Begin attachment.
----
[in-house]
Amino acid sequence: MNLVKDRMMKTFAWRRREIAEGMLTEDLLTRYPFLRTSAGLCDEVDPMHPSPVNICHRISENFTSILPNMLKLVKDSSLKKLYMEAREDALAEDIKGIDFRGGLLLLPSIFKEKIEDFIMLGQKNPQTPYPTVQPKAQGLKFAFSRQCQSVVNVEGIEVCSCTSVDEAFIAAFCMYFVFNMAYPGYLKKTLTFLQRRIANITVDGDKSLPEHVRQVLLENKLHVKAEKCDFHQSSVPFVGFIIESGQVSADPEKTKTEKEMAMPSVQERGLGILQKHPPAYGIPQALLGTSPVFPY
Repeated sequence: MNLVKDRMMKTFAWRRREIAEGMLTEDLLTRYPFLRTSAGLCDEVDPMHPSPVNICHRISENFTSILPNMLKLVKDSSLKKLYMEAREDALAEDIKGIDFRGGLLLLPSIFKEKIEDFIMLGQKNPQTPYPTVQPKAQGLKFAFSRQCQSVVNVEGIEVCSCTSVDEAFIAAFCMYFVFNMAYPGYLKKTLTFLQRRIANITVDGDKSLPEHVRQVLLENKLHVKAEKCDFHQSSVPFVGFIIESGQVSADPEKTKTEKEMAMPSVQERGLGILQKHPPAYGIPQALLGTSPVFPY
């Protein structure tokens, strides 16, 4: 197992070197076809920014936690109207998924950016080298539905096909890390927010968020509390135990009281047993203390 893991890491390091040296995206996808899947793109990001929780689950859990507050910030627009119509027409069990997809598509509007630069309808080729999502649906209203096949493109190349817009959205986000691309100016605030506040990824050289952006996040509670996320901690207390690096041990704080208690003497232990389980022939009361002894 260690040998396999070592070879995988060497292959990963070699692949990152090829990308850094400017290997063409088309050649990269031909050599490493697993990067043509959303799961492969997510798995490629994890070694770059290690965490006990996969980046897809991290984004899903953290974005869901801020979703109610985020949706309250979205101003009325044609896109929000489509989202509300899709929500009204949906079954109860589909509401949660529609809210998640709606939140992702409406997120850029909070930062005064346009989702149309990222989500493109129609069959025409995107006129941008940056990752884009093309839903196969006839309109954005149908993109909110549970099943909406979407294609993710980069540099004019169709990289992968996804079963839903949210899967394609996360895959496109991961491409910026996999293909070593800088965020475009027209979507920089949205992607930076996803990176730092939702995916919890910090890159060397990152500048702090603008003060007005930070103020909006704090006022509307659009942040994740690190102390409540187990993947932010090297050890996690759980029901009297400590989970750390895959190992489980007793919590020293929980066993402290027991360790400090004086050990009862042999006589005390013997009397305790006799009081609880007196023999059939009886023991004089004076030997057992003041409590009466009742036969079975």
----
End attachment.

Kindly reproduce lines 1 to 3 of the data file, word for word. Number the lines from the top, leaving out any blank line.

[in-house]
Amino acid sequence: MNLVKDRMMKTFAWRRREIAEGMLTEDLLTRYPFLRTSAGLCDEVDPMHPSPVNICHRISENFTSILPNMLKLVKDSSLKKLYMEAREDALAEDIKGIDFRGGLLLLPSIFKEKIEDFIMLGQKNPQTPYPTVQPKAQGLKFAFSRQCQSVVNVEGIEVCSCTSVDEAFIAAFCMYFVFNMAYPGYLKKTLTFLQRRIANITVDGDKSLPEHVRQVLLENKLHVKAEKCDFHQSSVPFVGFIIESGQVSADPEKTKTEKEMAMPSVQERGLGILQKHPPAYGIPQALLGTSPVFPY
Repeated sequence: MNLVKDRMMKTFAWRRREIAEGMLTEDLLTRYPFLRTSAGLCDEVDPMHPSPVNICHRISENFTSILPNMLKLVKDSSLKKLYMEAREDALAEDIKGIDFRGGLLLLPSIFKEKIEDFIMLGQKNPQTPYPTVQPKAQGLKFAFSRQCQSVVNVEGIEVCSCTSVDEAFIAAFCMYFVFNMAYPGYLKKTLTFLQRRIANITVDGDKSLPEHVRQVLLENKLHVKAEKCDFHQSSVPFVGFIIESGQVSADPEKTKTEKEMAMPSVQERGLGILQKHPPAYGIPQALLGTSPVFPY